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Dometic Thermostat E7 Code: What It Means & How to Fix It

Dometic Thermostat E7 Code: What It Means & How to Fix It

If you’re getting the Dometic thermostat E7 code, fear not! Today we’re looking at the meaning of the E7 error code on a Dometic thermostat and we’ll tell you exactly how to fix it! Nobody likes an error code, so let’s get right to it.

What Does E7 Mean on a Dometic Thermostat?

The E7 code on Dometic thermostats signifies the loss of 120V power to the air conditioner.

Note: this applies only to Dometic air conditioning units and not to other brands. This is important to understand, because if you have a different brand of AC unit (or another appliance) and you get an E7 code, it may well have a different meaning.

If you get the Dometic thermostat code E7, this means that the power supply to your AC unit has been lost to every power module that’s connected to the system. The reason for the loss of power is what needs to be investigated further.

The power failure may be the result of a blown fuse or tripped circuit breaker. It may also have been caused by a short, or there may be a loose connection in the system. The Dometic thermostat E7 code could even mean that there was a general power failure and power has not been restored to the system as yet.

How to Fix the Dometic Thermostat E7 Code

The best way to address the E7 code on a Dometic thermostat depends on the reason for its occurrence.

Let’s run through the easiest and most common things to try when attempting to address the Dometic E7 code.

Check Fuses

First, check your fuses. It’s possible that a blown fuse has cut the 120V power to your AC unit(s).

Check Both AC Units

If your RV has two AC units, and power has only been lost to one of the two, it’s possible that one leg of your system has sustained interruption or damage.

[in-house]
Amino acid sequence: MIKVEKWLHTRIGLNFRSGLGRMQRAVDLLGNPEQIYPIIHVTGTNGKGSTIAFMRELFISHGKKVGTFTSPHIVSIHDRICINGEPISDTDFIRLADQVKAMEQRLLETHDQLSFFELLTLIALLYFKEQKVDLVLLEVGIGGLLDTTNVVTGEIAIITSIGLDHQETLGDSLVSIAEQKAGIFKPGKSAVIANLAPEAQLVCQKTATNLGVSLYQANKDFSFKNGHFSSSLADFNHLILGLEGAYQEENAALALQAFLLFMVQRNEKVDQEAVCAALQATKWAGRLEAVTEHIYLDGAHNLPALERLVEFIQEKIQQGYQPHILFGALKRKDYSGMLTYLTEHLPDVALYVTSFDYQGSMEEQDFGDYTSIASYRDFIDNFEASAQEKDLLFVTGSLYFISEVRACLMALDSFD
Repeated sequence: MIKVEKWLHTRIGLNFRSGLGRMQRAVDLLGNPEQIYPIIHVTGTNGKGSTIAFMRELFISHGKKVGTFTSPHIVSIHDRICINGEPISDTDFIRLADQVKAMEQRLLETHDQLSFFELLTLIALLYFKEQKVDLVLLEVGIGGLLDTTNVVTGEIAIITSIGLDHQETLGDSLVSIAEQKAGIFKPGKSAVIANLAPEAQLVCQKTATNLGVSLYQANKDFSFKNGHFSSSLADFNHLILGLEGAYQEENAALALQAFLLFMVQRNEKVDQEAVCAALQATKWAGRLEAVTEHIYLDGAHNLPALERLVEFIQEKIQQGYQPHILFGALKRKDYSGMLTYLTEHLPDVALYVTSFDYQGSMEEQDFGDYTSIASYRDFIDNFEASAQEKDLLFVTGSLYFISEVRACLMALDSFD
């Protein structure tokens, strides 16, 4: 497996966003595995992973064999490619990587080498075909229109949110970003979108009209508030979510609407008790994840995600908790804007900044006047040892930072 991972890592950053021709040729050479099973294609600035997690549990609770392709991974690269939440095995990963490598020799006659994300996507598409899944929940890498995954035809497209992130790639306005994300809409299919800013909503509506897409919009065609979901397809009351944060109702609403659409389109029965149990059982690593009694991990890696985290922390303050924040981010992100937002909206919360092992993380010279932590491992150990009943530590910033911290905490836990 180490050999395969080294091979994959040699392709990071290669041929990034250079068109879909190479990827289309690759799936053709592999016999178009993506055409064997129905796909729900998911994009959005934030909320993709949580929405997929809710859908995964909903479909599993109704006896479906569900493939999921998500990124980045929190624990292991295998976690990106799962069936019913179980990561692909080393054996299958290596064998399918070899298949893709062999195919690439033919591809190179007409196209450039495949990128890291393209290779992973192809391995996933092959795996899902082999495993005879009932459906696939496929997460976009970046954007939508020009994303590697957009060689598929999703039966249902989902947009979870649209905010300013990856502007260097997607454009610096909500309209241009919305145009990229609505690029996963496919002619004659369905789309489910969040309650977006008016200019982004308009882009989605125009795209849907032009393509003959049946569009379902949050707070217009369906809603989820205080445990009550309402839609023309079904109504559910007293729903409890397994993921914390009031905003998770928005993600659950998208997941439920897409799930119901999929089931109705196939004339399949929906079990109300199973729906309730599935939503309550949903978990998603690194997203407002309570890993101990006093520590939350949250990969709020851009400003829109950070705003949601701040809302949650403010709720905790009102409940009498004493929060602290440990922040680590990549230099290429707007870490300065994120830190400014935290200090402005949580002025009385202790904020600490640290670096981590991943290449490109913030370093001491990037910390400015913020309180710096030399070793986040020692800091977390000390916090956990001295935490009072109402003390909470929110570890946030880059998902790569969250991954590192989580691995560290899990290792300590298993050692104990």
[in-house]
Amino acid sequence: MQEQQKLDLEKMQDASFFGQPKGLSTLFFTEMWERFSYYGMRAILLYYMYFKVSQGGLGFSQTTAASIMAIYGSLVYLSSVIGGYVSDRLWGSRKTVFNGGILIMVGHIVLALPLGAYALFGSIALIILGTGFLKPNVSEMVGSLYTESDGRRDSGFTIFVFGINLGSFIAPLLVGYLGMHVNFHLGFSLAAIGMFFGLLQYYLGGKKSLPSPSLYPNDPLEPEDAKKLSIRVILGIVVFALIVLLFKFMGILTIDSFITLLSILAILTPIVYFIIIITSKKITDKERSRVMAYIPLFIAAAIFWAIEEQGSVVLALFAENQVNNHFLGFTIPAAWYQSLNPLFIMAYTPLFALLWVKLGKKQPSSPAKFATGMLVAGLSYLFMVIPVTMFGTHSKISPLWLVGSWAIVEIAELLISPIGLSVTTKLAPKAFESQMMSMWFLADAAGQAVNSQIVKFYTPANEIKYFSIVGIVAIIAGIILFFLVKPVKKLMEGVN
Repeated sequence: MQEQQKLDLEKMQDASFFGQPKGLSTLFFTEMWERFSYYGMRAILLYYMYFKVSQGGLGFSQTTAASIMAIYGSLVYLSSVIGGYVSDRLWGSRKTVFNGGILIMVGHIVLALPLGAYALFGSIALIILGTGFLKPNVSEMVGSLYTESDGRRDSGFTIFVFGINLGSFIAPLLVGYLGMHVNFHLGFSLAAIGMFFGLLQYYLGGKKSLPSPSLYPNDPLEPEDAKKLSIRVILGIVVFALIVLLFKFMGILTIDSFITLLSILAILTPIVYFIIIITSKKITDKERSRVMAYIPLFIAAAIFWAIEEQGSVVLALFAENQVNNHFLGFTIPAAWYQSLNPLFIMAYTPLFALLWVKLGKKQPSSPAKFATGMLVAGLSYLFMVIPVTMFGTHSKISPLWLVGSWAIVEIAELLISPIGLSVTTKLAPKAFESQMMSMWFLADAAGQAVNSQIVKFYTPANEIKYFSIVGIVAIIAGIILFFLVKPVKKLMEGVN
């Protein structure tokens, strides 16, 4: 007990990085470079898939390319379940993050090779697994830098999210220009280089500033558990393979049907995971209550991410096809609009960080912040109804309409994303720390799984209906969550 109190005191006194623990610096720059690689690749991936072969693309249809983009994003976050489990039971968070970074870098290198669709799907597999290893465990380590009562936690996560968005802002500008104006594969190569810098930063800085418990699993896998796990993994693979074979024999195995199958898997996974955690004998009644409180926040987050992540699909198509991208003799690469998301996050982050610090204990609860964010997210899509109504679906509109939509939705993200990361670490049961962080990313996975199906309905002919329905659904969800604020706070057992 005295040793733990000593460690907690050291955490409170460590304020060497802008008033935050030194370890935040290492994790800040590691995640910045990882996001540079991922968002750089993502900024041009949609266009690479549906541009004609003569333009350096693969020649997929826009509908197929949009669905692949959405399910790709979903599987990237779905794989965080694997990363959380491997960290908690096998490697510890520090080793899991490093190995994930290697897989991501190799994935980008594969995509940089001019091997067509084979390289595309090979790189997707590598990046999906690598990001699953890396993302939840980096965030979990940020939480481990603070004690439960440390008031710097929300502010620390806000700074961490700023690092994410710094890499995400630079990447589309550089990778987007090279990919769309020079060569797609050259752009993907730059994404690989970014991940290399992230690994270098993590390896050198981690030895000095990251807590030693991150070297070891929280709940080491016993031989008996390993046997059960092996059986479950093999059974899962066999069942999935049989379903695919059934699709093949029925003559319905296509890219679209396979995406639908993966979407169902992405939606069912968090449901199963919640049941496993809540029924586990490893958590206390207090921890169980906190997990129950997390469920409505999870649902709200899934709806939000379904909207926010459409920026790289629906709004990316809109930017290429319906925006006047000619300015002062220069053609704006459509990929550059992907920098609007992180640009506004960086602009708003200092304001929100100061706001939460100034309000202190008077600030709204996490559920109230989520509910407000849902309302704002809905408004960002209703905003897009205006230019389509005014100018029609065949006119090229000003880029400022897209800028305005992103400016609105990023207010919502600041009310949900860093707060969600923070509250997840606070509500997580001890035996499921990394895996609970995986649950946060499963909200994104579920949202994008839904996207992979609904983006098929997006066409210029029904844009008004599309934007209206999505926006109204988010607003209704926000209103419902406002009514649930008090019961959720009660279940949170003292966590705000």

So, if your rig has sustained a power failure or power interruption due to weather or anything else and you have the E7 code, check to see if either of your AC units is working once power has been restored.

If one is working and one isn’t, one leg of the system (or the non-working unit itself) may have been damaged or compromised by the power outage.

Check the Breaker on the Power Pedestal

If your rig is plugged into a campground power pedestal or any other power source, check the breakers on the pedestal or breaker panel.

circuit breakers on a power pedestal

Make sure the circuit breaker is all the way off before you flip it back on.

Locate the breaker feeding power to your rig. Push the breaker to the “off” position, as it may be only partially tripped, then flip the breaker back on. This may restore the power to your Dometic AC unit.

Check Your Power Cord’s Plug

While you’re at the power pedestal, check the plug on your power cord. Your 50 Amp RV plug or your 30 Amp RV plug could possibly be the culprit if you’re getting the E7 code on your Dometic thermostat or AC unit.

Check your plug carefully, checking for signs of burning or overheating. Also, ensure all the blades and the grounding prong are securely fixed.

If you find an issue with your power plug, be sure to check out our posts on how to wire a 50 amp RV plug or how to wire a 30 amp RV plug. These posts give you step-by-step instructions.

As a side note, carrying a spare plug for your power cord is a great idea. They’re not expensive and if you’ve got one with you, you can do this DIY project right at your campsite if necessary.

30-amp and 50-amp RV power cord plugs